Over the 30-plus years I’ve been recruiting in the wealth management space, I have preached one common refrain both to managers seeking to hire and advisers looking to move: Recruiting is a contact sport.
The more hands you shake, I advised, the more knowledge you gain, the more capable you are to either attract the best talent or to find your new home. So what happens now that contact is a four-letter word and the act of shaking hands seems like a quaint custom from a time long ago?
1. Everyone is adjusting to the new normal. Advisers tell me that they and their clients have adjusted to their own stay-at-home patterns. Everybody has their own funny Zoom stories to share about learning new technology (“Where’s the mic button?”), family interruptions (“That’s a beautiful picture, Sweetie. Wave to my friend Danny!”), and the best strategies for finding toilet paper (“Try W.B. Mason!”).
Within this adjusted framework, firms have not lost their passion for wooing and attracting top talent. Tash Elwyn, president of Raymond James & Associates, told me: “We remain committed to helping advisers from other firms to fully and safely explore their options with us and to conduct proper due diligence.”
While in the old paradigm, advisers would meet managers in bars and restaurants, the new paradigm makes it easier for advisers to explore covertly, from their own homes. “While several in-person Home Office Visits (HOVs) were delayed, we are successfully conducting virtual HOVs, with some advisers preferring their virtual meetings over the course of a single day, or spreading it out to an hour a day over the course of five days,” Elwyn explained.
2. Advisers who had already made substantial progress in their pursuit of a new employer are aggressively looking to cross the finish line and complete their moves. I have no doubt there are many advisers who were well on the way to leaving their current firms and then paused from doing so because of COVID-19. Some of this hesitation might be because of insecurity about the state of their own practice in a bear market, being overwhelmed by the volatility of the markets day to day, or just having to deal with too many changes at home to go forward.
But more often I’ve seen within my own practice and from talking to multiple branch managers that advisers who have set dates to move are adjusting and looking to complete their transition as quickly as possible. Why? Many teams have planned moves for years after painstaking due diligence and negotiation. For them, stopping at this point would be ignoring a long-term decision in response to what they expect (perhaps hope) to be a short-term set of issues.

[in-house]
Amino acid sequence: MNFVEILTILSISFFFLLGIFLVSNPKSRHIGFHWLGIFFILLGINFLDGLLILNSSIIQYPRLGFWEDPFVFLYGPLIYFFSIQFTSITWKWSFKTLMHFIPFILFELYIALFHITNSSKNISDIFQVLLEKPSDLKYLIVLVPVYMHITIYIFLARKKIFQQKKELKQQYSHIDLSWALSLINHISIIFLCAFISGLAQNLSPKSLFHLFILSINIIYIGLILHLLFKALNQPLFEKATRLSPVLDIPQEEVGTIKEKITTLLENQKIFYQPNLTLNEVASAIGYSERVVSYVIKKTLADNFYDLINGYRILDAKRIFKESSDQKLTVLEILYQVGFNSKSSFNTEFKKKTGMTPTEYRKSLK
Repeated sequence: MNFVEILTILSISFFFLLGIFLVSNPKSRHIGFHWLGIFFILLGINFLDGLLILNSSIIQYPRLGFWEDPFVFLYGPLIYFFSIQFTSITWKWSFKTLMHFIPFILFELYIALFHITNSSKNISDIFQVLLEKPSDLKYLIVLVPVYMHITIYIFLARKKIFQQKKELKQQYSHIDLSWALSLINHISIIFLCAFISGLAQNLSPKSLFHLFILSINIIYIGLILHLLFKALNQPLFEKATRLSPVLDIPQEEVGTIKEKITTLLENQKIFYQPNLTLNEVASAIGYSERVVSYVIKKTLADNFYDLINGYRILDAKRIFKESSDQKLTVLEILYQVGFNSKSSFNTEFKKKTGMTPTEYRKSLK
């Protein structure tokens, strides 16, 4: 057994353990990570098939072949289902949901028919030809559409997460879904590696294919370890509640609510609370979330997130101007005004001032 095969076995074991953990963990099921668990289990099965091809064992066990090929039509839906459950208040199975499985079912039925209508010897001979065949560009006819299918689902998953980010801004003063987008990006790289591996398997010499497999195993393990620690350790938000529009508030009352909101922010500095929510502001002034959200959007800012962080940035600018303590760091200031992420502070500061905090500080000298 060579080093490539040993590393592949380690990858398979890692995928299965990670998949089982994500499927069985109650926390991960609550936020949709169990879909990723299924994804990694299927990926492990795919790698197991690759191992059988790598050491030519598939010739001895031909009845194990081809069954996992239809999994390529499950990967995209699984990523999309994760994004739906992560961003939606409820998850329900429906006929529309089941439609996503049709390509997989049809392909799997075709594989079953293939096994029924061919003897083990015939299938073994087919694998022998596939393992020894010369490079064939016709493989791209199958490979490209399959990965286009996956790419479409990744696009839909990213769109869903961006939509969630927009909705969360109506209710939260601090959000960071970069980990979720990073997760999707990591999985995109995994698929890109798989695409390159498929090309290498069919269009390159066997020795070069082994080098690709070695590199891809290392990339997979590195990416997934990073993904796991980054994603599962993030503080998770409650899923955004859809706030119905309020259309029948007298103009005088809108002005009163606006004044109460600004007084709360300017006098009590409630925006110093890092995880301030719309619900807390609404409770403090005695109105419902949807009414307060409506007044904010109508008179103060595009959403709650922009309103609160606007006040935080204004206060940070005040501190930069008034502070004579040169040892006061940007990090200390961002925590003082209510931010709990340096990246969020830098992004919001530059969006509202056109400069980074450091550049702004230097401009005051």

In addition, the current crisis has exposed and exacerbated weaknesses in technology and staffing at their own firms. I have spoken to team leaders who described support staff who are overwhelmed by “stay at home” family obligations and are simply unable to be as effective while working from home. These leaders are now increasingly resentful of past management decisions to turn down their repeated requests for increased support.
Finally, I cannot ignore the fact that the teams that have gotten this close to completing their deals might want to capitalize on a trailing 12-months’ production that has not yet been substantively impacted by the bear market’s shrinking of their assets.
3. Transitions in certain ways will be easier. There are many pragmatic reasons for this. First, a transitioning adviser’s former colleagues are less likely to aggressively call on strangers to solicit their business. And even if I’m wrong here, it is certainly less likely that they will land a face-to-face meeting with a stranger. Second, the vast majority of clients are now familiar with PDFs, e-signatures and, in general, doing business virtually. Finally, everybody is home, so transitioning advisers will be able to contact their clients easily. The best advisers have probably had multiple check-in calls over the last few weeks to discuss the market volatility. These teams have demonstrated their value to their clients during the most turbulent time since 2008-2009.
4. More than ever, clients will demand to know why now, and why this transition is better for them. While I do believe that pragmatically certain transitions will be easier, there is also no question that clients will want to know why an adviser is doing this now, when so much of normal life is turned upside down. Too often, transitioning advisers explain to clients why the move is better for the adviser. And while some of this also translates to why this is better for the client (such as more support), the transitioning adviser runs the risk of angering clients who do not understand why they should be inconvenienced during a very turbulent time. As always, all advisers must have the end client in mind and be able to explain why this move, at this time, is in the client’s best interest.
A final tidbit for firms still recruiting: Any adviser chasing you too aggressively is probably running away from a burning house. Caveat emptor.
Final tidbit for top advisers looking to change: Current craziness aside, stay focused on what you want to fix and how the new firm provides a solution for those specific problems. You are inconveniencing your clients. Why will this move be better for them?
Danny Sarch is the founder and owner ofa wealth management recruiting firm based in White Plains, N.Y.